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. 2012 Feb 7;3(1):2.
doi: 10.1186/1759-8753-3-2.

The Predominantly Selfing Plant Arabidopsis Thaliana Experienced a Recent Reduction in Transposable Element Abundance Compared to Its Outcrossing Relative Arabidopsis Lyrata

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The Predominantly Selfing Plant Arabidopsis Thaliana Experienced a Recent Reduction in Transposable Element Abundance Compared to Its Outcrossing Relative Arabidopsis Lyrata

Nicole de la Chaux et al. Mob DNA. .
Free PMC article

Abstract

Background: Transposable elements (TEs) are major contributors to genome evolution. One factor that influences their evolutionary dynamics is whether their host reproduces through selfing or through outcrossing. According to the recombinational spreading hypothesis, for instance, TEs can spread more easily in outcrossing species through recombination, and should thus be less abundant in selfing species. We here studied the distribution and evolutionary dynamics of TE families in the predominantly selfing plant Arabidopsis thaliana and its close outcrossing relative Arabidopsis lyrata on a genome-wide scale. We characterized differences in TE abundance between them and asked which, if any, existing hypotheses about TE abundances may explain these differences.

Results: We identified 1,819 TE families representing all known classes of TEs in both species, and found three times more copies in the outcrossing A. lyrata than in the predominantly selfing A. thaliana, as well as ten times more TE families unique to A. lyrata. On average, elements in A. lyrata are younger than elements in A. thaliana. In particular, A. thaliana shows a marked decrease in element number that occurred during the most recent 10% of the time interval since A. thaliana split from A. lyrata. This most recent period in the evolution of A. thaliana started approximately 500,000 years ago, assuming a splitting time of 5 million years ago, and coincides with the time at which predominant selfing originated.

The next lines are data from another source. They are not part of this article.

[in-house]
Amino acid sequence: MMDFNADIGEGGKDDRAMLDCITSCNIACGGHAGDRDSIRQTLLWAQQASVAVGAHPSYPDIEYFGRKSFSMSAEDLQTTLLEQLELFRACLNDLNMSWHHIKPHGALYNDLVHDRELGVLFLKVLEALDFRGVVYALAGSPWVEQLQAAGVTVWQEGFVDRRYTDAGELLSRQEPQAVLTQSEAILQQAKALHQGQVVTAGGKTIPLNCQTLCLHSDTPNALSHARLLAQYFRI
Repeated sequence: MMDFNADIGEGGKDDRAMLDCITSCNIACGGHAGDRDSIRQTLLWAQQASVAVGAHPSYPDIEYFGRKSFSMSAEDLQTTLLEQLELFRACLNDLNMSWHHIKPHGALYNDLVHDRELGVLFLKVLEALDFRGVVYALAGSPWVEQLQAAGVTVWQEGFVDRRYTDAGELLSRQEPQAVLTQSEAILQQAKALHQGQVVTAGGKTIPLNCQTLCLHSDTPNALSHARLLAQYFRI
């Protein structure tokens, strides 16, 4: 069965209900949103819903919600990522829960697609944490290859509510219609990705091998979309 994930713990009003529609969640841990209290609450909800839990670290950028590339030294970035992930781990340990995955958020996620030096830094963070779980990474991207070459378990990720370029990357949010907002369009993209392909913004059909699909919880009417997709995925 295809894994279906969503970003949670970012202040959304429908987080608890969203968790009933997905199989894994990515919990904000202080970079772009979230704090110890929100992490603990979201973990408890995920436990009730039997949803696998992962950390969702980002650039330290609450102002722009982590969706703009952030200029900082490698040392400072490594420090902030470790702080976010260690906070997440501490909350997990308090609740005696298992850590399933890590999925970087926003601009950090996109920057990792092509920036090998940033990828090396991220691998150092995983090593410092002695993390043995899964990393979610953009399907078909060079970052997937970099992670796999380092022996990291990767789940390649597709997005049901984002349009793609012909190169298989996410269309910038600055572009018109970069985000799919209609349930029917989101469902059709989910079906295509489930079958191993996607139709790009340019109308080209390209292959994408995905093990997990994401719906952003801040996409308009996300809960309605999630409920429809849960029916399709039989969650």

Conclusions: Our results indicate that the mating system may be important for determining TE copy number, and that selfing species are likely to have fewer TEs.

Figures

Figure 1
Figure 1
Relationship between copy numbers in A. thaliana and A. lyrata for each family. The panels show data for different TE classes, as indicated above each panel. The diagonal black line represents the line of equal copy numbers in both species. Families with a higher copy number in A. thaliana and A. lyrata thus correspond to points below and above the diagonal line, respectively. Families discussed in the text are highlighted and labeled by black arrows.
Figure 2
Figure 2
Copy number distribution of TEs in both genomes. The figure shows a histogram of element copy number (horizontal axis) divided into families shared between the two genomes and unique families (inset). Dark grey bars represent the number of families in A. thaliana and light grey bars in A. lyrata. The dashed lines of the same shading indicate the average copy number per family for the respective species. We note that for each copy number value on the horizontal axis, the bars for both A. thaliana and A. lyrata originate at a value of zero on the vertical axis. Thus, bars are not stacked, despite their visual appearance, and do not represent the sum of copies in both species. We used this format to ensure visual clarity despite the large number of bars in each histogram. Notice the different vertical scales for shared and unique families.